It seems like just yesterday that hundreds upon hundreds of USC
students were voting for their favorite fraternity and sorority members to be
their next President and Vice President. 
Well, 2011 is here now, and I am not going to let the occasion pass me
by again.

It is high time that USC students begin to take the elections seriously.  I’ll admit, when I read on a poster far off
in the distance that this year’s elections were being held on February 21st, I wondered why USG would hold an election on everyone’s
day off.  But as my almost legally blind
eyes unsquinted, I realized that President’s Day is a perfect day to vote for a
new school president.  I promised myself I would do nothing to verify the date because student elections deserve the gravitas of a national presidential election ““ not a midterm election (which I
wouldn’t vote in even if I waited hours in line to see President Obama ask me

There’s many reasons one should vote. 
First, it’s easy to vote online.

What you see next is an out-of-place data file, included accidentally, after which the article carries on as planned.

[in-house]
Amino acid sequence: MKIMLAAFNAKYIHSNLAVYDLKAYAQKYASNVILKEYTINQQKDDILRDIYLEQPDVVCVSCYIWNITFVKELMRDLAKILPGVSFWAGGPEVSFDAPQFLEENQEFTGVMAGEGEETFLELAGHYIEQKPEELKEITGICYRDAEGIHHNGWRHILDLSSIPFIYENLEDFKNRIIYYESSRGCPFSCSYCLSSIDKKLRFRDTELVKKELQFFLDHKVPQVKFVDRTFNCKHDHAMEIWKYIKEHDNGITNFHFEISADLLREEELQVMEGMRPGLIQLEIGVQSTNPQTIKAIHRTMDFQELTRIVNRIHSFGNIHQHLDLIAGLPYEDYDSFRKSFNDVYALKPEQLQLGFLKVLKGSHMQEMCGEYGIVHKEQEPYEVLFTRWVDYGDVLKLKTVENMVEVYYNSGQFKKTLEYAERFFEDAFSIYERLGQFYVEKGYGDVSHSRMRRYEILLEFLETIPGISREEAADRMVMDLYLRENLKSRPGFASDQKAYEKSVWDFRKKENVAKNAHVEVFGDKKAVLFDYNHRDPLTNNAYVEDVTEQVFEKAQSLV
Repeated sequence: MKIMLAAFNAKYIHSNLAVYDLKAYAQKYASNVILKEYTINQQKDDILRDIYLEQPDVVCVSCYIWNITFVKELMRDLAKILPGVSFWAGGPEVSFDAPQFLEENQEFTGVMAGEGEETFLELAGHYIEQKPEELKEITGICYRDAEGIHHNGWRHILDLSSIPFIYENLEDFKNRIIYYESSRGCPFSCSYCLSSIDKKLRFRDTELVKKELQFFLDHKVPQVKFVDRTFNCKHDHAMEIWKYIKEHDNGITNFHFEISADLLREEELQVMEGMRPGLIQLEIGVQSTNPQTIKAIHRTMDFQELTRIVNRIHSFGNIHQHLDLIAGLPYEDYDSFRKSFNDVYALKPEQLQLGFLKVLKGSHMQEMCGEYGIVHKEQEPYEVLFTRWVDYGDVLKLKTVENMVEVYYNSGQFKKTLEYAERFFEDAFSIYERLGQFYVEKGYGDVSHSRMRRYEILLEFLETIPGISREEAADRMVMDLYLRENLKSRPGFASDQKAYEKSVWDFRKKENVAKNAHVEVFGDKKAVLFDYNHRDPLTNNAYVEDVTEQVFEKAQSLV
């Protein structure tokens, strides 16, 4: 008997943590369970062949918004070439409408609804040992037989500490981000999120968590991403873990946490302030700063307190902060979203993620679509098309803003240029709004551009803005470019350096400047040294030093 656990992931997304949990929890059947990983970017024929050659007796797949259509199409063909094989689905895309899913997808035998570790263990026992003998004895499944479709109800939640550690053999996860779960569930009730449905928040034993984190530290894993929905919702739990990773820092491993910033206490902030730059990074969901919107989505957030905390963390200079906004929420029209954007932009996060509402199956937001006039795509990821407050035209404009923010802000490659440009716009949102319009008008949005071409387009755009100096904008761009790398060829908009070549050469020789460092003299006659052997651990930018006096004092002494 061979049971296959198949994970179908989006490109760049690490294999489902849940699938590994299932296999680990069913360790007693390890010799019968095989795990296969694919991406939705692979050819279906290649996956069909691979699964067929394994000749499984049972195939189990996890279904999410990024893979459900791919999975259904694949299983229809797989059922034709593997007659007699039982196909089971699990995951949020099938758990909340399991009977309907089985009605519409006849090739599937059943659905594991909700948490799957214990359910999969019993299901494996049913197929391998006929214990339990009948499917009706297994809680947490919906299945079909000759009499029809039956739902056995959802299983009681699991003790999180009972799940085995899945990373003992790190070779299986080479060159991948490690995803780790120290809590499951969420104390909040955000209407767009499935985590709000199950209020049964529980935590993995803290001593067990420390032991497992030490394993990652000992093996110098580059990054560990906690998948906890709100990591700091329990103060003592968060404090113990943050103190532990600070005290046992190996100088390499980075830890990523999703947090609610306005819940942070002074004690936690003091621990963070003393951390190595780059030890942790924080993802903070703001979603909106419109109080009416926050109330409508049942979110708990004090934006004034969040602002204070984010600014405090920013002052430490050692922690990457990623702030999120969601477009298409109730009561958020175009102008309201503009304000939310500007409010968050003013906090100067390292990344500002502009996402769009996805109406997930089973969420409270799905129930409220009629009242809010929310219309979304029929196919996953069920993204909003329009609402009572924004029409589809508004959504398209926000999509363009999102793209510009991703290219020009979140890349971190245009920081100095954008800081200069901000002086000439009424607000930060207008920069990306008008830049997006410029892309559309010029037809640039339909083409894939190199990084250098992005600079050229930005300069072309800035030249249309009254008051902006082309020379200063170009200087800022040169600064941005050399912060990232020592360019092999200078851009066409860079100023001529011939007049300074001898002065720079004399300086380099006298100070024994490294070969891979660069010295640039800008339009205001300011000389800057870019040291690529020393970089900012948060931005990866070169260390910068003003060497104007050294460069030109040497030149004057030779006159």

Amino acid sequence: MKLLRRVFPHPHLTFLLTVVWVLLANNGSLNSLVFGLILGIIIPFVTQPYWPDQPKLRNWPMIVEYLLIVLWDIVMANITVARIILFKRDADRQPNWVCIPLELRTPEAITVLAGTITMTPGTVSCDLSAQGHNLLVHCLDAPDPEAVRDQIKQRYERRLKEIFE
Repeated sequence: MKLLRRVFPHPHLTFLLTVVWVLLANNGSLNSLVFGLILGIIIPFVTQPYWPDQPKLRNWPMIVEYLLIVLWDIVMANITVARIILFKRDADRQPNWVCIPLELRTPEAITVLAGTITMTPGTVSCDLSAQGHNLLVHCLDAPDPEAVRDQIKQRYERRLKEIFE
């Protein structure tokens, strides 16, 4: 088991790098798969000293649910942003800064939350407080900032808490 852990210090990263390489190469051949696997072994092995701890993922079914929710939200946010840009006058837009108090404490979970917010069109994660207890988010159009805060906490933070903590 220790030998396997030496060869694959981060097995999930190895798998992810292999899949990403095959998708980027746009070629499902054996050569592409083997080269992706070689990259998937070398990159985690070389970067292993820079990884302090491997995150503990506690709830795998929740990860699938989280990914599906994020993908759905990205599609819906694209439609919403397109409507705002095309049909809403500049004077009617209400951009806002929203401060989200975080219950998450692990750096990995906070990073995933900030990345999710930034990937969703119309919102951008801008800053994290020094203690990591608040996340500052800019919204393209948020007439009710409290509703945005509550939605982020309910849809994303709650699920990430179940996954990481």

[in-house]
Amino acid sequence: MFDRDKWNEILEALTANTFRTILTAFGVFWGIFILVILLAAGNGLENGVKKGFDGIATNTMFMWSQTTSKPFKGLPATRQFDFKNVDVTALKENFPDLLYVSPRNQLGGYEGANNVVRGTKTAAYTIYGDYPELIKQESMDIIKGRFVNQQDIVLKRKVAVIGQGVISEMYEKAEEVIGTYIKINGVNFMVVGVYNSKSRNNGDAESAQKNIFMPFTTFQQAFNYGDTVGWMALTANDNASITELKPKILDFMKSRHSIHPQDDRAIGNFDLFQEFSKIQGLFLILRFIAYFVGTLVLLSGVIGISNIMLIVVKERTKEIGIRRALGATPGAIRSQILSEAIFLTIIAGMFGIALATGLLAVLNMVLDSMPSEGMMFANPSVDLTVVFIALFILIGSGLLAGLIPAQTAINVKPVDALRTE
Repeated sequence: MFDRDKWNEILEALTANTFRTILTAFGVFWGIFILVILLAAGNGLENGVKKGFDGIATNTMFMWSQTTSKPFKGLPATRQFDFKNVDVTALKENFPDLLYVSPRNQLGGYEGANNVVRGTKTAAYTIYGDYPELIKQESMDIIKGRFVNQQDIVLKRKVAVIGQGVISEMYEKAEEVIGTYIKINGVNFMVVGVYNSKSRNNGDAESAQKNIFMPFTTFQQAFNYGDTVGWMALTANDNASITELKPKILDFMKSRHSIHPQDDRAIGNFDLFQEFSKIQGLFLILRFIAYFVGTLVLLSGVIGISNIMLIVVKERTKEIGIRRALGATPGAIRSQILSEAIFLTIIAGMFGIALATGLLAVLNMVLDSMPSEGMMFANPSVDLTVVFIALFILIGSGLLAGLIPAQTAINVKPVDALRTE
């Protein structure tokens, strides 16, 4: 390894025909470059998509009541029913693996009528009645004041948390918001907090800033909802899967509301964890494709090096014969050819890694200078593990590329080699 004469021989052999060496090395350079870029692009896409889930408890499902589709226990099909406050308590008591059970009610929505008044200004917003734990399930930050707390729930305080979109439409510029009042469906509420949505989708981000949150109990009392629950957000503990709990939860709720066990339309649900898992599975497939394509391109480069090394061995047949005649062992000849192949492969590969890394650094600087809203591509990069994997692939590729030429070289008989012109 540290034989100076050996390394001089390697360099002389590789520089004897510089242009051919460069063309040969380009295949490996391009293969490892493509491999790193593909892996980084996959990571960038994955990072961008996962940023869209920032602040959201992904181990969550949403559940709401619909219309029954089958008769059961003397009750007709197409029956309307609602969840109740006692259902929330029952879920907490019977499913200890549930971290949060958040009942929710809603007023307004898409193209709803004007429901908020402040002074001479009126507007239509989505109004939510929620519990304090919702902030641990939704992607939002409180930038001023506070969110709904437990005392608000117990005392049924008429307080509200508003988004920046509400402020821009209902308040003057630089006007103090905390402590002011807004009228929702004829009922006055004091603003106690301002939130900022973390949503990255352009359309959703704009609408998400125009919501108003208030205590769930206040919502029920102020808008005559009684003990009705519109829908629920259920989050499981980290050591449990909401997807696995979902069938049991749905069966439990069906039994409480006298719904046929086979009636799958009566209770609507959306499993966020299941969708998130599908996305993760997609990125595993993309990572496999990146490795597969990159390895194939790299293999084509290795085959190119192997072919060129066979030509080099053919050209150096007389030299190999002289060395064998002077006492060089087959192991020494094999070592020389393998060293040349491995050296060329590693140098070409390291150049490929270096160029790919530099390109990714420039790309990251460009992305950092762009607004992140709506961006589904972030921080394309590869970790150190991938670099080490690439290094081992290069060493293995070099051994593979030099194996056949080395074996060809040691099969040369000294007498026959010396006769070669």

You could be voting instead of reading this article.  If you don’t want to vote online, USG will
bribe you with free ice cream to do it in person (Note: If a campaign does
this, however, be sure to report this inappropriate behavior to the proper authorities [another campaign]).

Secondly, it’s easier than
voting in a federal election with complex issues.  Instead of having to choose between health
care reform or no health care reform, you get to choose between faster wireless internet and faster wireless internet.

Third, you’ll feel better about making USC a better place.  Sure, not everything you want will be part of
a presidential platform.  For example, I
was dismayed to see that no candidate promised to advocate more gentrification
in the University Park area or to rid campus of plastic ID cards in favor of
efficient retina scanners.  I was also
disappointed to hear that making USC “greener” did not mean making USC more
like the Oregon Ducks in football next fall. 
But, no matter the platform, you can be assured that the winning
candidates will bring up every issue they promised to and that the university
will at least politely listen.    

And if you don’t care about making USC a better college, you should appreciate the drama of the election that is bound to arise from inane violations.  For example, this year the Tyagi-Lachman
ticket was sanctioned for wearing campaign shirts in a campus bar.  USG ordered the candidates not to wear
campaign shirts for an hour as per the USG Election Code, which was modeled
after the Code of Hammurabi.

So, listen to those e-mails sent through Blackboard and get out and vote for your classmates’ friends.  If you haven’t received any e-mails, check your spam folder.  See you at the ballot box!